‘Dakhil Darwaza’ which literally means an entrance gate was the main entrance to the citadel of Lakhnauti. Situated on the North of Lakhnauti city, the gateway was used for welcoming guests with the gun salute and that has given the gate another name – ‘Salami Darwaza’ which means ‘The Welcome Gate’. The massive gate – surely the largest constructed gate in the entire region is entirely built of bricks. Only the piers between the gateways which hold the entrance arches were given support by stone block – which could be an addition later. The structure of  Dakhil Darwaza has a width of 24.7 meters and the length of the gate is 24.5 meters and the height is 14.5 meters. While most of the top structure of the gate has been destroyed over time, its glory can still be observed.

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The architecture of the gate is totally inspired by the Afghan Architecture but the use of local techniques and materials is really admirable. The main access gate is 4.5 meters wide and has a height of 10.35 meters. The sides of the main entrance corridor is flanked with long guard rooms (24.7 mt X 2.9 mt) which exits on the sides also. This is an amazing feature where the entrance of the guard room stays totally hidden from outside. The gateway arch is projected in the shape of an iwan portal and has two massive twelve-sided towers on both sides. These towers also forming the corners of the rectangular shaped gateway building gives a massive grandeur to the gateway.

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While the surface finish of the gateway totally gone with the weather, it is most likely that the gateway had a stucco finish with terracotta mural tiling finish like some other monuments of the period. However, the simple yet beautiful designs made of terracotta tiles & bricks are remarkable. The base levels have string mouldings and the corner towers have inset fret-rings but the most important feature is certainly the vertical offsets created by projected terracotta bricks – something that gives a soothing effect to the building. Most of the surface of the gateway is covered with arched-window motifs with hanging features inside those. The segments are in some sense true examples of Islamic architecture which does not have any mix of Rajput or Indian Hindu architecture.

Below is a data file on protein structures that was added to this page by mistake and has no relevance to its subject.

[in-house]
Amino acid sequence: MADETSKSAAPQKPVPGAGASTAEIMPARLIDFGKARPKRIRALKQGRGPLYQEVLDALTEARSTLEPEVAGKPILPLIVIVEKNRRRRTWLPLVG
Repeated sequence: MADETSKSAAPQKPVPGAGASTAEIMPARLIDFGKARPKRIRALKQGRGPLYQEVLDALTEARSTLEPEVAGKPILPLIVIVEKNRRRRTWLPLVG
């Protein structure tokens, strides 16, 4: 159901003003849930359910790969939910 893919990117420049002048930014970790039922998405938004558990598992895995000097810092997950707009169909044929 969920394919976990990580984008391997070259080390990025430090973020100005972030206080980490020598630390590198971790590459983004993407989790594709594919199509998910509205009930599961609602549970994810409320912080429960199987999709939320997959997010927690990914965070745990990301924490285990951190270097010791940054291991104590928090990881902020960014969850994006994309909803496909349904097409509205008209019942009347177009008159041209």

There is a controversy about the actual builder of the gateway and majority of historians give the credit to Sultan Rukunuddin Barbak Shah (1459 – 1474). Even the ASI plaque placed in front of the gate also says so however, it is very difficult for a structure of that period to be still present in this condition. No other structure of that period – Chand Darwaza, Nim Darwaza. It is very unlikely that the knowledge of technique and materials had not reached this advanced stage then. That is why a section of historians date this gateway to the period of Ala-ud-din Hussain Shah (1494-1518) because Ala-ud-din has commissioned the majestic Bara Sona Mosque also and it is acceptable that by this time the masons and the designers had gathered enough knowledge of construction. This section also suggests that the present gate could have been a replacement of a weaker gateway at the same location.


Best Time to Visit: The Qutb Complex remains open all day between 9am-6pm. The summer days can be avoided for scorching sun on the head.

How to Reach: Regular Bus facility from Malda Town can be availed. Bagdogra is the nearest airport. Gour Malda or Old Malda station has connectivity with New Jalpaiguri and Sealdah (Kolkata) Station.